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SCIENCE ESSENTIALS 7 Australian Curriculum Edition

How the tides vary In most places there are two high tides each day, with a difference of 1–2 m between high tide and low tide. However, the tides are very complicated and depend on the shape of the coastline and unusual currents. For example, tides around Melbourne are larger than those around Sydney and Brisbane. This is because the water tends to pile up as it is funnelled through Bass Strait. The tides along the north-west coast of Australia can be as high as 10 m. In some places there may be only one tide per day.

Gravitational forces exist between all bodies in space. With large bodies close together, like the Earth and the moon, these forces are much larger. They are then called tidal forces. For example, in 1992 a comet almost collided with the planet Jupiter. There were such large tidal forces between Jupiter and the comet that the comet broke into 21 fragments, each of which collided with the planet two years later. As well as pulling the Earth’s oceans up and down, the pull of the moon can also distort the continents, moving the land up and down by as much as 2 cm. These same tidal forces act on the moon, causing it to distort. Scientists infer that these tidal forces cause moonquakes on the moon, but not the earthquakes on Earth. The tidal bulges on the Earth create friction, which acts like a brake. This has slowed down the Earth’s rotation, making our day 16 seconds longer every million years. At the same time the moon is getting further away from Earth. Using a mirror left on the moon by the Apollo missions, scientists have estimated that the Earth–moon distance is increasing by almost 4 cm every year. Because Jupiter is so large, there are huge tidal forces between it and its nearest moons. Each time Jupiter’s moon, Io, rotates, its surface is pulled up and down and in and out by up to 10 m. Astronomers infer that this motion has heated the interior of this moon, just as a paperclip becomes warm if you bend it back and forth rapidly. This would make Io’s interior molten and would explain why the surface is covered in volcanoes. Jupiter’s second moon, Europa, is covered with a thick layer of ice with cracks in it. Astronomers have predicted that if tidal forces have caused this ice to melt, there could be extraterrestrial life under the surface of Europa.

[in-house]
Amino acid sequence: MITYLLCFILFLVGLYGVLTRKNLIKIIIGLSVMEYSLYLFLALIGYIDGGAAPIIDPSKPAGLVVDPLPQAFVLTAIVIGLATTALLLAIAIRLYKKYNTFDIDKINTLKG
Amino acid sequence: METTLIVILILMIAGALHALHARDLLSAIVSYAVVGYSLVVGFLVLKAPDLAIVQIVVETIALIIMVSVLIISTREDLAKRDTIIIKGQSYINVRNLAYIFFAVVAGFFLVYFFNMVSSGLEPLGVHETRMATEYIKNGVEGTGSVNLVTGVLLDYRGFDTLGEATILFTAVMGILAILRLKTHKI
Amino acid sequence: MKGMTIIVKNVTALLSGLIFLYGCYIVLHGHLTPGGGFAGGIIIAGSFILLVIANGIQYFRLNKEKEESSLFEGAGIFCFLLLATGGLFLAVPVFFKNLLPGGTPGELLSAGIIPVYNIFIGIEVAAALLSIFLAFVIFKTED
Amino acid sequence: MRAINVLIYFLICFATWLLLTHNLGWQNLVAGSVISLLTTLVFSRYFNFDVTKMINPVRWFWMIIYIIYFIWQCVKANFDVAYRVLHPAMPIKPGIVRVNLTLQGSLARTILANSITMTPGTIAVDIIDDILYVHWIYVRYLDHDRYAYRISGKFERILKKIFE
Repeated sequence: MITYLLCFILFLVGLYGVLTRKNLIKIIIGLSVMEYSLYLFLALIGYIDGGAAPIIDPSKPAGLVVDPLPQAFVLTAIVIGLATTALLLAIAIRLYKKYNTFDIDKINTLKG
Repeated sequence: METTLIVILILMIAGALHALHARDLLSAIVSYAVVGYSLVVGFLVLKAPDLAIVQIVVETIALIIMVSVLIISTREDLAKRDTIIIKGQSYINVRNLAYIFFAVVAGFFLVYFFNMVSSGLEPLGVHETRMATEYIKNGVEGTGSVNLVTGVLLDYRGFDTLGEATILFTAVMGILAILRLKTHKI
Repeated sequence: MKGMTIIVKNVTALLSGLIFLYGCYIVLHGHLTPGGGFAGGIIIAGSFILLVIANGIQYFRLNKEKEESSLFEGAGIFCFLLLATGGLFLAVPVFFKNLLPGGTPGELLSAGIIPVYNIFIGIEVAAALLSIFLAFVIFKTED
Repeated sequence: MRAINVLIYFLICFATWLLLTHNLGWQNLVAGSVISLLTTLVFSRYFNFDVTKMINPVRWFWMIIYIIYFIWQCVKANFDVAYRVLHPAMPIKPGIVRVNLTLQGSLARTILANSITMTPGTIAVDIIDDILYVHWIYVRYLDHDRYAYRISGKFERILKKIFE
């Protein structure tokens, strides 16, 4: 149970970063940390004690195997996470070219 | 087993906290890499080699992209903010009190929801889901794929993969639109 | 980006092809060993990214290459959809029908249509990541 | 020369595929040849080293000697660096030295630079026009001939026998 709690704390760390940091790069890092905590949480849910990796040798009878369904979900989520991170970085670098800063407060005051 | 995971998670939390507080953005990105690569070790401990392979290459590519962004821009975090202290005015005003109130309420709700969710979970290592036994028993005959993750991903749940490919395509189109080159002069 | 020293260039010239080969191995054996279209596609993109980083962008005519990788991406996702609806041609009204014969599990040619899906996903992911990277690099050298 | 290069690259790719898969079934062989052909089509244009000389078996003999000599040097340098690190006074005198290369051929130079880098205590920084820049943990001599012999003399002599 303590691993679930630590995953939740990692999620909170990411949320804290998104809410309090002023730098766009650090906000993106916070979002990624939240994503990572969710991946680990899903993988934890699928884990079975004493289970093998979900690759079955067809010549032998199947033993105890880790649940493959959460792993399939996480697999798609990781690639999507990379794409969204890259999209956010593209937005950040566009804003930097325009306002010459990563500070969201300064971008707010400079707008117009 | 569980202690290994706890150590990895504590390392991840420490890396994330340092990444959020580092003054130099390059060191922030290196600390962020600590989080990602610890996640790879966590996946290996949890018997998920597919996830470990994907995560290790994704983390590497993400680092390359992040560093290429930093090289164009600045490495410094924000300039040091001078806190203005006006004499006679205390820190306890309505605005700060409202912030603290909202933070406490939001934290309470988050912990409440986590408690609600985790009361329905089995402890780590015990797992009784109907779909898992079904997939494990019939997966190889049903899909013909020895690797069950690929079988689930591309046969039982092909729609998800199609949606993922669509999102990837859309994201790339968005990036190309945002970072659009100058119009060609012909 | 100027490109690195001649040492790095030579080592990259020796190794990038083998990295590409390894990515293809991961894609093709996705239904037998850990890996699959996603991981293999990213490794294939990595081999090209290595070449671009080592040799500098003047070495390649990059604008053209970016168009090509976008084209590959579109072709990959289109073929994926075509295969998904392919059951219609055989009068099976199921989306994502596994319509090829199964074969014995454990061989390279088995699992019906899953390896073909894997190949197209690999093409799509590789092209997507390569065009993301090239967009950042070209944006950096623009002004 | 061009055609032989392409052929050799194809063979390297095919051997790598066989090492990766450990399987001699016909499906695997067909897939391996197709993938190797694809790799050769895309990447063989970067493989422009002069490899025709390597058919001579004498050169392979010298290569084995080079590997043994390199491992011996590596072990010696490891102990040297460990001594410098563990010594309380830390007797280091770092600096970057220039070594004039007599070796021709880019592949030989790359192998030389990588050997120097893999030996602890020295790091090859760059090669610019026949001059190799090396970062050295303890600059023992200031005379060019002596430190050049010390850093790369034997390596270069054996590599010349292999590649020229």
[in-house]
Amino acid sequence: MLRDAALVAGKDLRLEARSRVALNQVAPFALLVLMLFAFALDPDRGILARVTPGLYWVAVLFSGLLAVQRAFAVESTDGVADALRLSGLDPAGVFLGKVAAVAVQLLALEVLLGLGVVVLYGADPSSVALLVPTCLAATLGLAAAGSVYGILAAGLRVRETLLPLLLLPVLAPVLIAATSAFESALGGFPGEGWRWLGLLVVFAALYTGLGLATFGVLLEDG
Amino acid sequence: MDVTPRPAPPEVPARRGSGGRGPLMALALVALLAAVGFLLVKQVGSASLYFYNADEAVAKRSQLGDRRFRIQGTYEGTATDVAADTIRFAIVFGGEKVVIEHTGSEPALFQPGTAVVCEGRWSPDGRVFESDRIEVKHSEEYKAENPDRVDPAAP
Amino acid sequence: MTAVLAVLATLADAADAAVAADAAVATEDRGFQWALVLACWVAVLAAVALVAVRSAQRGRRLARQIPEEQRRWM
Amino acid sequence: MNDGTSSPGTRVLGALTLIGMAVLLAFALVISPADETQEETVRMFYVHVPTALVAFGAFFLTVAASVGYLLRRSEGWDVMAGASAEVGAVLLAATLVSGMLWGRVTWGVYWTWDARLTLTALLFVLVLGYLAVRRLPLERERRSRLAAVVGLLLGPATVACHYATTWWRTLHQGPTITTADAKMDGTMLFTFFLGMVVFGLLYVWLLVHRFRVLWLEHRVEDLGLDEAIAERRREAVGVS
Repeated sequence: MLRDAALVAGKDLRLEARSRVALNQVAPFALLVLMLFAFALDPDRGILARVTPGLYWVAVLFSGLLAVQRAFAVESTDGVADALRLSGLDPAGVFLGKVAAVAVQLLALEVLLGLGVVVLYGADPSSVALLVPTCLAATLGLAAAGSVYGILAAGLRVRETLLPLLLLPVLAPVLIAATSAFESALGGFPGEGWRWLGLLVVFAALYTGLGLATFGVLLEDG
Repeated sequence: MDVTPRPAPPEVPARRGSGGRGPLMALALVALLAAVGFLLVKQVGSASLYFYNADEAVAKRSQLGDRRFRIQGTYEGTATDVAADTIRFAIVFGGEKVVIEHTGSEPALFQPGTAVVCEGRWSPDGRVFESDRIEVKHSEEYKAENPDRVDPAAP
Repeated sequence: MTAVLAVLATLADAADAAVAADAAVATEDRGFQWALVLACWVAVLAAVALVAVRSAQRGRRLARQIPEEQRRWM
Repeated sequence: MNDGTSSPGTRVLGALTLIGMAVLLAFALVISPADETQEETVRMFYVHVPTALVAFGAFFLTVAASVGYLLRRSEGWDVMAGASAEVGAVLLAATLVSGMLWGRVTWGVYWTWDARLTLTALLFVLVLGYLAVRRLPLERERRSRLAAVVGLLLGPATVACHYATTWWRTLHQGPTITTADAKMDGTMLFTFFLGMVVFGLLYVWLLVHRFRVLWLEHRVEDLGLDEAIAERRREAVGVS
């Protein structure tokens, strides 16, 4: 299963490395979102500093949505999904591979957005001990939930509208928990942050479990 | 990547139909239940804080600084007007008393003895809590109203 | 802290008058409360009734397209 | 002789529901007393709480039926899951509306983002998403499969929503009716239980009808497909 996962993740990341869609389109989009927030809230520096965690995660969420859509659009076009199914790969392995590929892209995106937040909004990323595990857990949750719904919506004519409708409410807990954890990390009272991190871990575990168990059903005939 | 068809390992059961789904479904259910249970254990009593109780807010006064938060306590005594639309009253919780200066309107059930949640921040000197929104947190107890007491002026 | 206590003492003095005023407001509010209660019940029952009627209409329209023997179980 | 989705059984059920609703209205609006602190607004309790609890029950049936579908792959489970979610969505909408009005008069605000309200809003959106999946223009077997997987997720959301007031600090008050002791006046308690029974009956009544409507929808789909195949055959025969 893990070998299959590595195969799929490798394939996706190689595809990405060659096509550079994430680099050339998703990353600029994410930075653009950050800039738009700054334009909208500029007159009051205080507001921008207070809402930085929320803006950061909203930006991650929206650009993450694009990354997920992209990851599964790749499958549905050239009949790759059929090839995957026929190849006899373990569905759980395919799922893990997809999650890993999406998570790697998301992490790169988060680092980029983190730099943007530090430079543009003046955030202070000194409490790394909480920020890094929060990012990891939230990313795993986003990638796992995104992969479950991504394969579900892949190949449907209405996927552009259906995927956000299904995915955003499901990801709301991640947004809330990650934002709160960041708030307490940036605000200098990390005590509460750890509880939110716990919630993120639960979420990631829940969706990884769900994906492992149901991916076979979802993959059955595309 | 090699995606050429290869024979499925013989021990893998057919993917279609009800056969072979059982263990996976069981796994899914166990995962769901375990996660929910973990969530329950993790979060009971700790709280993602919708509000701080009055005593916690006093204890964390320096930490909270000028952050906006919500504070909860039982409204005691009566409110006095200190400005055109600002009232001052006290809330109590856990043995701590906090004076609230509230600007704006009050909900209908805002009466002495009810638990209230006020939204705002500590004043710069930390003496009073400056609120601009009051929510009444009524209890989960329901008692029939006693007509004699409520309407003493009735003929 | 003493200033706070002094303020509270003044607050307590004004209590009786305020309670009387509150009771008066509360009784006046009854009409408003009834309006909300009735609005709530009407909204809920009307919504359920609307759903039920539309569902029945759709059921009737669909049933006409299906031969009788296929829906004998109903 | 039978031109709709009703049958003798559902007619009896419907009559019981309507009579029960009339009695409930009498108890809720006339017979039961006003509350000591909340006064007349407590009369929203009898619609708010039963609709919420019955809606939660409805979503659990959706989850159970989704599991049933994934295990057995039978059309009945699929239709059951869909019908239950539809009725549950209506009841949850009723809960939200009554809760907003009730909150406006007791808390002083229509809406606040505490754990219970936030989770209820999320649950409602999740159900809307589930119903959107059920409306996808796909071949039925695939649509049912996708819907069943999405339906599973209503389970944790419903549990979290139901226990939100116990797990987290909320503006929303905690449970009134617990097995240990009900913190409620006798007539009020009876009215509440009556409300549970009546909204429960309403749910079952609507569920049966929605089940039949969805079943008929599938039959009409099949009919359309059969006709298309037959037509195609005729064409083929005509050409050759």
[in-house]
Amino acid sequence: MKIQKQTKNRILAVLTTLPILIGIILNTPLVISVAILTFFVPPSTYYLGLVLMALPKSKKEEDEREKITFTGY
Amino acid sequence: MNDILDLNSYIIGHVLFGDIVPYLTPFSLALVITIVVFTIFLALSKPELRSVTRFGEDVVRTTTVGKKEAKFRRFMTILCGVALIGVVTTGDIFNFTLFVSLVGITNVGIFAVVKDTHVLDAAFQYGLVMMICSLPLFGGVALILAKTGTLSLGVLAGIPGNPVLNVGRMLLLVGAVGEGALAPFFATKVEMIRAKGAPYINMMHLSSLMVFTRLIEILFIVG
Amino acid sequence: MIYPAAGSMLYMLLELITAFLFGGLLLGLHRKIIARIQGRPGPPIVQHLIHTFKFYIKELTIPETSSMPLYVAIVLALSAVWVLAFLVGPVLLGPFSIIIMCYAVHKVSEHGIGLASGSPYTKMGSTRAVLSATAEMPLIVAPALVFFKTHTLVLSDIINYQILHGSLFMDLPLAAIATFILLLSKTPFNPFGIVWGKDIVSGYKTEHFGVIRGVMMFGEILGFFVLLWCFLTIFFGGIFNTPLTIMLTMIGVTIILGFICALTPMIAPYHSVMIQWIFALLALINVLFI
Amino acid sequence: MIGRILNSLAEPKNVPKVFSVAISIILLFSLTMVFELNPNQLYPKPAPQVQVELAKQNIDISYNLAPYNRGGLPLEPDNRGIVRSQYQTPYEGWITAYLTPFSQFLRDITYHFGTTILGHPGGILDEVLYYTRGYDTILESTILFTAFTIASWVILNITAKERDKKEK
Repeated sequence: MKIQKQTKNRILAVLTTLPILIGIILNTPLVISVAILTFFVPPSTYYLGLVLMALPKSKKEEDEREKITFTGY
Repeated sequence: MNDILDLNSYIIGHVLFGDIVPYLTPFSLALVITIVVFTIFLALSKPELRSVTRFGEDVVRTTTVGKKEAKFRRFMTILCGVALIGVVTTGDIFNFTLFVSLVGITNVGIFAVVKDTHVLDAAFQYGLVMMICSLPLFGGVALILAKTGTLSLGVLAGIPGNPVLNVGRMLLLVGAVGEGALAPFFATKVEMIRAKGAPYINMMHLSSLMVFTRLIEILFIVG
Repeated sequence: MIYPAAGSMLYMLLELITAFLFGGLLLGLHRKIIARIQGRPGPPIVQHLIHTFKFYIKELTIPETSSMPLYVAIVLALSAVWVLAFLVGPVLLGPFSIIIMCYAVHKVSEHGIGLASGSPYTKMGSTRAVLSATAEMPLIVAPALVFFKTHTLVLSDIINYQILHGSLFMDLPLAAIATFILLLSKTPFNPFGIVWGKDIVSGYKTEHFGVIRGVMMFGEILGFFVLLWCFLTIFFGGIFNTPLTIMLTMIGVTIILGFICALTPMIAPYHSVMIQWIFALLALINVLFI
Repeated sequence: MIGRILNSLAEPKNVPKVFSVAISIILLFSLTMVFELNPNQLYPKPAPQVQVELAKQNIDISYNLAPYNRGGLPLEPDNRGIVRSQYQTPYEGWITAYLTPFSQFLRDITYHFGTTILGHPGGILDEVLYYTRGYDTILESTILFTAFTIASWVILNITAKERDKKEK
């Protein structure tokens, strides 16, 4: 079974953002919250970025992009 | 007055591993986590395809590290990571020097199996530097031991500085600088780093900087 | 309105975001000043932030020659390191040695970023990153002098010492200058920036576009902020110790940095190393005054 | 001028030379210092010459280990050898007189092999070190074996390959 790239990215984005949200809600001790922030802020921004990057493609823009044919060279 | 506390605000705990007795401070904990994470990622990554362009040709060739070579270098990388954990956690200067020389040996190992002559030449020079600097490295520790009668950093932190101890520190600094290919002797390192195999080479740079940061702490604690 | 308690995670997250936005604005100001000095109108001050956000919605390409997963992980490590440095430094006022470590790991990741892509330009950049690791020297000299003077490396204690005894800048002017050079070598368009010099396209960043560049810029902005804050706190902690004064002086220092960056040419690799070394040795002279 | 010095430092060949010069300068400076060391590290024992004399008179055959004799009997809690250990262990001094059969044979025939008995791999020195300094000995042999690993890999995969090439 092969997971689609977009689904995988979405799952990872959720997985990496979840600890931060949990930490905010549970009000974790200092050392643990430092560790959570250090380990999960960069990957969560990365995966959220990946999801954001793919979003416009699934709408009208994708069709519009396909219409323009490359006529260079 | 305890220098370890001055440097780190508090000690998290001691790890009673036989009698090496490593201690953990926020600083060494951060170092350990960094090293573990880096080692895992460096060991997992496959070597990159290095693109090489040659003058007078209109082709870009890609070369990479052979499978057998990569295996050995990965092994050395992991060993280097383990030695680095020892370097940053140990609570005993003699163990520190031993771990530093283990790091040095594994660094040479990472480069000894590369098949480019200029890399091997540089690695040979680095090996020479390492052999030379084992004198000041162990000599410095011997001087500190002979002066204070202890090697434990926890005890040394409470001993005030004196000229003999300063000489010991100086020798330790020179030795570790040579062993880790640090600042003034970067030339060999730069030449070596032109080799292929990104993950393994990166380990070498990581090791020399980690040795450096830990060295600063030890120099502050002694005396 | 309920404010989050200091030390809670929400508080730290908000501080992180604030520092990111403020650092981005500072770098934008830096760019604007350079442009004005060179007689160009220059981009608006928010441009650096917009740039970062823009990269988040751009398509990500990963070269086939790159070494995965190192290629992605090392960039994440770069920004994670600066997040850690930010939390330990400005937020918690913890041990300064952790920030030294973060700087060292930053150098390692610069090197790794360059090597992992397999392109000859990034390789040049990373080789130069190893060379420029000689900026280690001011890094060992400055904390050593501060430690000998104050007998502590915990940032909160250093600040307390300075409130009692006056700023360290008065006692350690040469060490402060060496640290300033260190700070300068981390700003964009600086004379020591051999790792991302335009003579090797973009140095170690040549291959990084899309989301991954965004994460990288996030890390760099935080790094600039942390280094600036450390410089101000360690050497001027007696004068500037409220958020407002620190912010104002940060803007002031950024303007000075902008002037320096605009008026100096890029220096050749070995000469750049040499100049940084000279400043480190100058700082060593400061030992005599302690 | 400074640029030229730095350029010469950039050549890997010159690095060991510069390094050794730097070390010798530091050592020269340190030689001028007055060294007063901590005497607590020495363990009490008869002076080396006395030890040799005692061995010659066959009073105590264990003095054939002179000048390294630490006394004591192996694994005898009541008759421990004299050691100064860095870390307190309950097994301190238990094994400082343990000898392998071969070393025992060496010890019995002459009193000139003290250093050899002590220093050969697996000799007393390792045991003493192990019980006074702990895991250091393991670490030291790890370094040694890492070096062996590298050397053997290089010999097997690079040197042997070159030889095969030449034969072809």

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Tidal forces between Jupiter and its moon ‘Io’ may have caused the volcanoes on the surface of Io.

Over to you 1 What do you think the word hydrosphere means. Use a dictionary to check if you are correct. How is the hydrosphere affected by the moon? 2 If the sun is bigger than the moon, why doesn’t it have a greater influence than the moon on the tides? 3 Why are there usually two high tides and two low tides in a 24-hour period? 4 Draw diagrams to show the relative positions of the sun, moon and Earth to produce: a spring tides b neap tides 5 Carlos said, ‘If the moon’s gravitational force causes the tides, then high tides can occur only at night when you see the moon.’ Write a paragraph to convince Carlos that he is wrong. You may need to draw diagrams. 6 What does this bar graph tell you about the relationship between the tides and the moon? 3.0 Height of tide (m)

Tidal forces

2.5 2.0 1.5 1.0 0.5

Phase of the moon high tide

low tide

7 Why are tides at the end of a long harbour later than at its mouth? 8 If there was no moon would there still be tides? If so, how would they be different? 9 How do tidal forces affect the moon?

3/03/11 5:05 PM

Science Essentials 7 AC edition  

Science Essentials 7 AC edition sample pages

Science Essentials 7 AC edition  

Science Essentials 7 AC edition sample pages